Christmas at the tail end of a hectic year always deserves a new dress. It didn’t matter that I’d just drained out my account doing all the ‘musts’ of parenthood, daughterhood and all the hoods and ships of my life at the end of the year. Conviction that my soul needed placation set me off to drop cakes and try on clothes that should make the extreme pleasure of a week long holiday that didn’t count in the calculation of the officially doled out vacation dates even more exciting.
The journey to the pastries and clothes shops required a stretch on the motorway. The warm fuzz of anticipation of an enjoyable ride on a porthole-free road on a day when traffic should be at a minimum, tingled in all corners of my body.
A few miles on the stretch and the inevitable human habit of disturbing carefully dreamed perfection began to manifest. A couple was driving very slowly in the fast lane. The fast gathering line of cars behind them soon lost the bonhomie of the season. Car after car started to overtake the small car on the wrong side. Soon it was my turn to throw a look of disdain in their uncaring direction.
The man and woman were intensely arguing. I felt sorry for them. What was so wrong that Christmas couldn’t cure? Of course, I was being silly. I recalled similar situations in my own life when I didn’t care that the day was beautiful. Arguing to settle differences still made perfect sense. Just as I passed them, the craziness went beserk. The car swung sharply to the left, into the shrubs lining the freeway. One of them must have instantly reacted to the peril their anger had placed them in. I saw the car swing itself back to the road, bump in an arc clean across the double lanes in a sharp knife to reach the extreme right and hurtle into the bush on the other side. The trauma of the drama caused all cars to start pulling up.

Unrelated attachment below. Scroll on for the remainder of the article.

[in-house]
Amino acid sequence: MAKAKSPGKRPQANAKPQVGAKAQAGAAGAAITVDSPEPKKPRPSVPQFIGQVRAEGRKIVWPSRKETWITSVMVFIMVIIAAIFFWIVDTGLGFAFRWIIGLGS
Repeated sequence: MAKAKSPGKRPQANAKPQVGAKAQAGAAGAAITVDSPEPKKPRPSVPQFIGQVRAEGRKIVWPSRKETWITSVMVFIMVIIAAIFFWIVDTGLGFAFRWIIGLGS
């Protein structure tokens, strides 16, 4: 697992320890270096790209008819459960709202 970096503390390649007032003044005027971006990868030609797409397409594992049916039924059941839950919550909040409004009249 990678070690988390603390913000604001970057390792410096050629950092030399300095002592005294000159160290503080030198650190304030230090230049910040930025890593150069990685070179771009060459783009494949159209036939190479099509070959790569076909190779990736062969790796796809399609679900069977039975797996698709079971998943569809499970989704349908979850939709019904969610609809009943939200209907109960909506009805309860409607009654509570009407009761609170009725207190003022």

The little car hurtled its way to a stop straight against a ridge walling the bushes. The front part of the car crumpled like an unnecessary letter whose content had been looked over by the receiver and thrown in the bin. And we stopped to watch helplessly. As the shock drained, people jumped down to check on them. Life was gone from both people. From anger to nothing. I wondered the use of hanging around to see the police and ambulance come. Dazedly driving away, I contemplated the kind of Christmas their loved ones had been given.
As I entered the next main road that would take me to the dress shop, a taxi driver anxious to drive faster honked at a slow driving driver having a laugh with the pretty lady at his side. The taxi pushed close to them to overtake their car, the romancing driver dug in his heels and stepped on it, and there before my eyes, a dangerous duel of speed started. I drew off the road and just sat numb.